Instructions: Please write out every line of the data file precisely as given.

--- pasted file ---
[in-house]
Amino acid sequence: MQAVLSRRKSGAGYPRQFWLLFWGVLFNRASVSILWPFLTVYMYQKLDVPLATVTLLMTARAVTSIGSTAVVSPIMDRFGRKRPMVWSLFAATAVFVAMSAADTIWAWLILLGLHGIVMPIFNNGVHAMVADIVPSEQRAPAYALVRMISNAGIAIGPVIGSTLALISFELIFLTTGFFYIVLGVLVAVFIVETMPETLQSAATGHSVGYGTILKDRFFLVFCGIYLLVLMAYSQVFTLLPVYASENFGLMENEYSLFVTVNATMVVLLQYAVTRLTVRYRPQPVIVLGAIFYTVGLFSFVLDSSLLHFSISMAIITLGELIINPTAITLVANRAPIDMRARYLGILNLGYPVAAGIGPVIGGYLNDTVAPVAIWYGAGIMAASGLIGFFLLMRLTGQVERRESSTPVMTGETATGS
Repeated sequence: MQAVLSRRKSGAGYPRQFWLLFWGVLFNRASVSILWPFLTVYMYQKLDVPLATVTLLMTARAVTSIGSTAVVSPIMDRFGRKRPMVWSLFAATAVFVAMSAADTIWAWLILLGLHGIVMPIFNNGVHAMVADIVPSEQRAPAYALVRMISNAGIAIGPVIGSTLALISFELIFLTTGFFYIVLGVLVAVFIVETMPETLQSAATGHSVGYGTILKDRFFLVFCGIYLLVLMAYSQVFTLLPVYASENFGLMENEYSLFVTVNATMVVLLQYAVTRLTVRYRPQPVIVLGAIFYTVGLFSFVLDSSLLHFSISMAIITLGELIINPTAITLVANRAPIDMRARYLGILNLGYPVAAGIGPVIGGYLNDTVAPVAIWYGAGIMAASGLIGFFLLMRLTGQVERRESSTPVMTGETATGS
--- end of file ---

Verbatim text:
[in-house]
Amino acid sequence: MQAVLSRRKSGAGYPRQFWLLFWGVLFNRASVSILWPFLTVYMYQKLDVPLATVTLLMTARAVTSIGSTAVVSPIMDRFGRKRPMVWSLFAATAVFVAMSAADTIWAWLILLGLHGIVMPIFNNGVHAMVADIVPSEQRAPAYALVRMISNAGIAIGPVIGSTLALISFELIFLTTGFFYIVLGVLVAVFIVETMPETLQSAATGHSVGYGTILKDRFFLVFCGIYLLVLMAYSQVFTLLPVYASENFGLMENEYSLFVTVNATMVVLLQYAVTRLTVRYRPQPVIVLGAIFYTVGLFSFVLDSSLLHFSISMAIITLGELIINPTAITLVANRAPIDMRARYLGILNLGYPVAAGIGPVIGGYLNDTVAPVAIWYGAGIMAASGLIGFFLLMRLTGQVERRESSTPVMTGETATGS
Repeated sequence: MQAVLSRRKSGAGYPRQFWLLFWGVLFNRASVSILWPFLTVYMYQKLDVPLATVTLLMTARAVTSIGSTAVVSPIMDRFGRKRPMVWSLFAATAVFVAMSAADTIWAWLILLGLHGIVMPIFNNGVHAMVADIVPSEQRAPAYALVRMISNAGIAIGPVIGSTLALISFELIFLTTGFFYIVLGVLVAVFIVETMPETLQSAATGHSVGYGTILKDRFFLVFCGIYLLVLMAYSQVFTLLPVYASENFGLMENEYSLFVTVNATMVVLLQYAVTRLTVRYRPQPVIVLGAIFYTVGLFSFVLDSSLLHFSISMAIITLGELIINPTAITLVANRAPIDMRARYLGILNLGYPVAAGIGPVIGGYLNDTVAPVAIWYGAGIMAASGLIGFFLLMRLTGQVERRESSTPVMTGETATGS